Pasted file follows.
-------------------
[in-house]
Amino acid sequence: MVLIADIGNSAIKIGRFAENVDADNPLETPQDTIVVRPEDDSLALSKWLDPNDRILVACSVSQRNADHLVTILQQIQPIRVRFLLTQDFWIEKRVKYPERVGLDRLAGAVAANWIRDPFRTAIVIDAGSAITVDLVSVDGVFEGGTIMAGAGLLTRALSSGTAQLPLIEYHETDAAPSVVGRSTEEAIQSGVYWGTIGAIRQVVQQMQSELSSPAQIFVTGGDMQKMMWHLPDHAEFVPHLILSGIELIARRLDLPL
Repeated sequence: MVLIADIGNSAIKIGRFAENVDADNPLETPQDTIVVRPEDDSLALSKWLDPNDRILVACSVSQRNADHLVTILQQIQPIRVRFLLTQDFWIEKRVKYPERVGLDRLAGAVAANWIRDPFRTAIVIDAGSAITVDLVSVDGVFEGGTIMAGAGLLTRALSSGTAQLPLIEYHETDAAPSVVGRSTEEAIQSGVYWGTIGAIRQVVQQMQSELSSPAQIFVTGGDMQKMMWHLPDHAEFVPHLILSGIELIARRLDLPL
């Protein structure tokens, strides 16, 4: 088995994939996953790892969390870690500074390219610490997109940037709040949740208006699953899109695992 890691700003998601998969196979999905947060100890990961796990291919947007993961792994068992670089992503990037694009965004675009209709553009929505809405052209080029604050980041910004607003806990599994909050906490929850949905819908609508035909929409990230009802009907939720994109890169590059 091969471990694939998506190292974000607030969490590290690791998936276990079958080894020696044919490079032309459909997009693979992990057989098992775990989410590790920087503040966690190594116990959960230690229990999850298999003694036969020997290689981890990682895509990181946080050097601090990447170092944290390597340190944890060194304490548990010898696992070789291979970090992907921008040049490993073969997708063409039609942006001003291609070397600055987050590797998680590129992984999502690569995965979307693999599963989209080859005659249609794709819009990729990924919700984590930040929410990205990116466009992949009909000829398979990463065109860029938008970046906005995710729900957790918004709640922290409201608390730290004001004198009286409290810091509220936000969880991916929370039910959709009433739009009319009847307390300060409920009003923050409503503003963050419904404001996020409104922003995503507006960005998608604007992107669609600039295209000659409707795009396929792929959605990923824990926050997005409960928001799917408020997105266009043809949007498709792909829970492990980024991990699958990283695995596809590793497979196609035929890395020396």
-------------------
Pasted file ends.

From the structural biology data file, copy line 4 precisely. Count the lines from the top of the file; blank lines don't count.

């Protein structure tokens, strides 16, 4: 088995994939996953790892969390870690500074390219610490997109940037709040949740208006699953899109695992 890691700003998601998969196979999905947060100890990961796990291919947007993961792994068992670089992503990037694009965004675009209709553009929505809405052209080029604050980041910004607003806990599994909050906490929850949905819908609508035909929409990230009802009907939720994109890169590059 091969471990694939998506190292974000607030969490590290690791998936276990079958080894020696044919490079032309459909997009693979992990057989098992775990989410590790920087503040966690190594116990959960230690229990999850298999003694036969020997290689981890990682895509990181946080050097601090990447170092944290390597340190944890060194304490548990010898696992070789291979970090992907921008040049490993073969997708063409039609942006001003291609070397600055987050590797998680590129992984999502690569995965979307693999599963989209080859005659249609794709819009990729990924919700984590930040929410990205990116466009992949009909000829398979990463065109860029938008970046906005995710729900957790918004709640922290409201608390730290004001004198009286409290810091509220936000969880991916929370039910959709009433739009009319009847307390300060409920009003923050409503503003963050419904404001996020409104922003995503507006960005998608604007992107669609600039295209000659409707795009396929792929959605990923824990926050997005409960928001799917408020997105266009043809949007498709792909829970492990980024991990699958990283695995596809590793497979196609035929890395020396």